Thursday, November 1, 2012
"The Ritual" by Adam Nevill
It's taken me a long time to get around to reviewing this book. The basic reason is that I'm still trying to decide if I would recommend it. I feel like I have a love/hate relationship with it: loved the first part, not so crazy about the second part.
OK, if you think you want to read this book, I would stop here. Seriously.
SPOILER ALERT!! Turn back now, foolish mortal. Wait. Stop. Don't.
Still here? Alrighty then, let's get into the meat and potatoes of this novel.
The first part is your standard camping-group-in-mortal-danger work. Four friends that went to university together have decided to take go on a hiking trip in the forests of Sweden. They used to be best pals, but of course, time has caused them to go their separate ways, drift apart, etc. Hutch, the experienced hiker and leader of the pack, has a nice life leading such expeditions. Dom and Phil have both gone on to get married, have children, and build careers in business. Only Luke seems to be living the same sort of life he lived in university: bouncing from job to job, girl to girl, drug to drug. When the gang gets together, it becomes obvious that Phil and Dom are thick as thieves - and thick around the middle. Neither man has prepared himself for this sort of physical journey, even though Hutch had been urging them to. And you know what that means...
Yep, as soon as the book opens, we've got an injured player. Dom has done something to his knee, something that has swollen the joint and is slowing them down. Hutch makes the fateful decision to take what appears to be a shortcut. Yes, it's the infamous "let's take this trail that isn't very well-marked so that we can get there faster" plot. Cliche? Trite? Been there, done that? Sure. But in Nevill's hands, it works. As soon as the group gets on said trail, you know they're done for. The woods are suddenly darker and thicker; progress is all but impossible. Dom's knee is getting worse by the minute, Phil is whining all the time, Hutch feels responsible for his friends, and Luke feels disconnected from all of them.
And then one of them is killed. Not only killed, but strung up high in the trees, gutted like the proverbial fish. The remaining three friends know there's no way this was an accident, and they're also fairly sure that it can't be the work of an animal. One by one they are picked off by this thing in the woods, until there's only one of them left. He's at death's door, fading fast...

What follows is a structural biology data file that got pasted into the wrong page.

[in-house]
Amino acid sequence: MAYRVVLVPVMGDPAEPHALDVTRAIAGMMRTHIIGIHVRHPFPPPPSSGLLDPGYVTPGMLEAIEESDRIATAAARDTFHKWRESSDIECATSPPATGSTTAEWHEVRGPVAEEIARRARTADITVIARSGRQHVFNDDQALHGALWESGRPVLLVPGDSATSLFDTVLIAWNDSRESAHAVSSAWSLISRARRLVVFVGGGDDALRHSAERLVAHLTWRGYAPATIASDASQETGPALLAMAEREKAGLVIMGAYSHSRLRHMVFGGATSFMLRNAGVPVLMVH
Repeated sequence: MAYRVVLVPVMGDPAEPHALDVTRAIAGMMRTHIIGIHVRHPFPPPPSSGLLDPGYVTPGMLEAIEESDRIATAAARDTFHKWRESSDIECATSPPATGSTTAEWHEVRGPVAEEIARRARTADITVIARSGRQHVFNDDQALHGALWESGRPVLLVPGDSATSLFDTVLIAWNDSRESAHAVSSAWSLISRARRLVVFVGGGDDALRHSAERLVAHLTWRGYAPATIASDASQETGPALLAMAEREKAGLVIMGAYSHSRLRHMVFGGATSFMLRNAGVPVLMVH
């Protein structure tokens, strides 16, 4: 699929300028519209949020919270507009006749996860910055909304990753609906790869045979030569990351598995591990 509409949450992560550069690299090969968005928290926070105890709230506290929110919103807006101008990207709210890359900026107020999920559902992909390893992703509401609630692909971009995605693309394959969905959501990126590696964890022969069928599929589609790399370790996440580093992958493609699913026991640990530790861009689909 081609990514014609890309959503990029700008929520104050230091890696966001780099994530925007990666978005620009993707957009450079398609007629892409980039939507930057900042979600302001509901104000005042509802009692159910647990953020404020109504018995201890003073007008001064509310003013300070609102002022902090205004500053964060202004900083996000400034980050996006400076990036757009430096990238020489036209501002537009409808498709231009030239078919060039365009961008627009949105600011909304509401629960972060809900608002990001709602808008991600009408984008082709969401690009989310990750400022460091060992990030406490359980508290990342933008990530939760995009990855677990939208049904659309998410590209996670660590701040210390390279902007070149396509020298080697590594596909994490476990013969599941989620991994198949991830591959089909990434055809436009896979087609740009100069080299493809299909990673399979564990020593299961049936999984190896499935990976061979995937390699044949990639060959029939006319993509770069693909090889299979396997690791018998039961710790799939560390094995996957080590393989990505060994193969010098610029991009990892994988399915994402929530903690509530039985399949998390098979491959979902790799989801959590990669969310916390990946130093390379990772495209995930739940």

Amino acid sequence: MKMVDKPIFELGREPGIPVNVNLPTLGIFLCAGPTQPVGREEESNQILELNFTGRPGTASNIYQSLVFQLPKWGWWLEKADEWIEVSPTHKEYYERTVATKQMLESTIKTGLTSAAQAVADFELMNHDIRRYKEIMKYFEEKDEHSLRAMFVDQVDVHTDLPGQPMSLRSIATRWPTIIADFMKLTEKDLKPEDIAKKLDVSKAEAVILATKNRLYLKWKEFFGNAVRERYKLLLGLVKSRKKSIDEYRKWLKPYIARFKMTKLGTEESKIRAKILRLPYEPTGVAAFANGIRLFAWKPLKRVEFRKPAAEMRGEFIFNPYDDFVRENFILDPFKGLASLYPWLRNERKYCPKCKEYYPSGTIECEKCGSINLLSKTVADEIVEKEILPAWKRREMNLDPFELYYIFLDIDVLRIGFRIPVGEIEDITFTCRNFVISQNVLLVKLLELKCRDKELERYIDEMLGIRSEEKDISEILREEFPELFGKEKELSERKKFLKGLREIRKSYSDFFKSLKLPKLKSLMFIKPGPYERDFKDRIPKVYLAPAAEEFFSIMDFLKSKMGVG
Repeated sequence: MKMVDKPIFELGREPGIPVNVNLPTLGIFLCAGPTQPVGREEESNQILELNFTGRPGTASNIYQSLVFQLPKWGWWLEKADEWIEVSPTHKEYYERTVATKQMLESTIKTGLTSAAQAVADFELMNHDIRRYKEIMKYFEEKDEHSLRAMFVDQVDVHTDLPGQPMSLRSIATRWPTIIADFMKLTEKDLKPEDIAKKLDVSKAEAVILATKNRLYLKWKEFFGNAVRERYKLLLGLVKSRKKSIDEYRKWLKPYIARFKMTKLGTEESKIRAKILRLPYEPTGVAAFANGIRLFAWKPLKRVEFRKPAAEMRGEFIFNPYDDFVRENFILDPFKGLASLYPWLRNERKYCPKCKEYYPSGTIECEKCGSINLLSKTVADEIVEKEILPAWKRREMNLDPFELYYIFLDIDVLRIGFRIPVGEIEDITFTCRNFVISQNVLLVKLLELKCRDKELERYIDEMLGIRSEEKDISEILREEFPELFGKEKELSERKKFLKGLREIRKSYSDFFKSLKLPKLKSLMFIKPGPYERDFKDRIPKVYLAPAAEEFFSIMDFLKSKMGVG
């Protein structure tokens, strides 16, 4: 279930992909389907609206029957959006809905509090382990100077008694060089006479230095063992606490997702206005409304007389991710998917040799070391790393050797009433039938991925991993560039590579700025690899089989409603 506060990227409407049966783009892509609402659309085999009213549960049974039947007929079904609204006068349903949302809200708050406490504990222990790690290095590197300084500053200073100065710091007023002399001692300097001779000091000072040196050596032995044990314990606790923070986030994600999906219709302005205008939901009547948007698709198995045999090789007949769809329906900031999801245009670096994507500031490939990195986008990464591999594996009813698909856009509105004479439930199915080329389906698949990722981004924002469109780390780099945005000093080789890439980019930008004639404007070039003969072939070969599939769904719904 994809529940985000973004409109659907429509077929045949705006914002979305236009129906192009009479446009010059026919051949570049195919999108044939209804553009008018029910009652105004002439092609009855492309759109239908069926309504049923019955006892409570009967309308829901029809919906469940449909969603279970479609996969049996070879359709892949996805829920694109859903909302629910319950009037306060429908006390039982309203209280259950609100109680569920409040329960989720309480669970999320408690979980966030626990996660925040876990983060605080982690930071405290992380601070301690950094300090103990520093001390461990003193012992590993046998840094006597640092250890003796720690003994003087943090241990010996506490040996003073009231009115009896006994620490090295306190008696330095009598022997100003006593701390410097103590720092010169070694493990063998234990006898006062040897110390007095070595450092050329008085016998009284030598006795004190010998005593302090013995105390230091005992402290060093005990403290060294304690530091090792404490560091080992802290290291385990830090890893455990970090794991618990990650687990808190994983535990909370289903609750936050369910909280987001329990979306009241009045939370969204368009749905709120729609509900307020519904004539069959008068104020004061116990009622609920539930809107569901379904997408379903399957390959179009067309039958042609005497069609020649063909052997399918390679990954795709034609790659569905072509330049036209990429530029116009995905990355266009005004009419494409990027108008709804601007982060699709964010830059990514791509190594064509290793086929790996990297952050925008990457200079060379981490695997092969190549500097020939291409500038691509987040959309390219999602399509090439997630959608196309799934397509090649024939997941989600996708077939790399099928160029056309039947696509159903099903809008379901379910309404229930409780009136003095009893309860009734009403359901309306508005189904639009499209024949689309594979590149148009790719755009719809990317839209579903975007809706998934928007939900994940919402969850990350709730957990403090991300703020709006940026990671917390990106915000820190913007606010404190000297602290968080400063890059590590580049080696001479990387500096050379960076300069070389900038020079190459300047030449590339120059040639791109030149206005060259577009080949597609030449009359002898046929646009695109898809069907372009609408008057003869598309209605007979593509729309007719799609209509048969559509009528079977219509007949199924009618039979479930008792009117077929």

And suddenly rescued by three goth teen/young adults, taken to a small cabin, and held there for the ritual. Yep, we go straight from one line of horror to another. Sadly, this is the section that had me struggling to finish the book. I wasn't crazy about the lone survivor in the first place, and then he's "saved" by three of the most repulsive characters I've read in a long time. This is also the section where things bog down as far as what the thing in the wood is, what the ritual is all about, etc. Nevill makes the mistake of trying to show/explain what the horror is, and when I read his version, I just sort of lost interest. As one of my all-time faves would say, I - the reader - can always come up with something way more horrific than what he - the author - can write. There's also a lot of philosophical questioning going on in the second half of the book, and I really didn't understand why.
So, sort of a thumbs up, thumbs down on this one. Also, some parting thoughts. Many of the reviews on Amazon said that they gang were crazy to go hiking without cell phones or a GPS unit. Perhaps, but the way Nevill wrote this, I have no doubt that if they had had those items, said devices would not have worked. These woods are ancient, and they are evil. Modern gadgetry wouldn't have saved anyone's hide in this story. What bothered me more was the condition of the lone survivor and how long he lasted, despite some traumatic head injuries and open wounds. The cottage he's taken to is not a sterile environment by any stretch of the means, and all I could think was "This guy's gonna die of a staph infection or worse" - and yet he doesn't. Having had someone in the hospital more than once, I just couldn't suspend disbelief on this count. The guy might not have made it even if he'd been taken to a hospital right away, but I'm supposed to believe that he's OK after lying in this filthy cottage for days, in a bed soaked with his own urine, not having bathed by any stretch of the imagination? Um, no. Just not working for me. Maybe I was supposed to believe that the evil thing in the woods wanted him to stay alive, but again, not buying it.
I wouldn't mind trying another one of Nevill's books at some point. Just hope I enjoy the next one more than I did this one.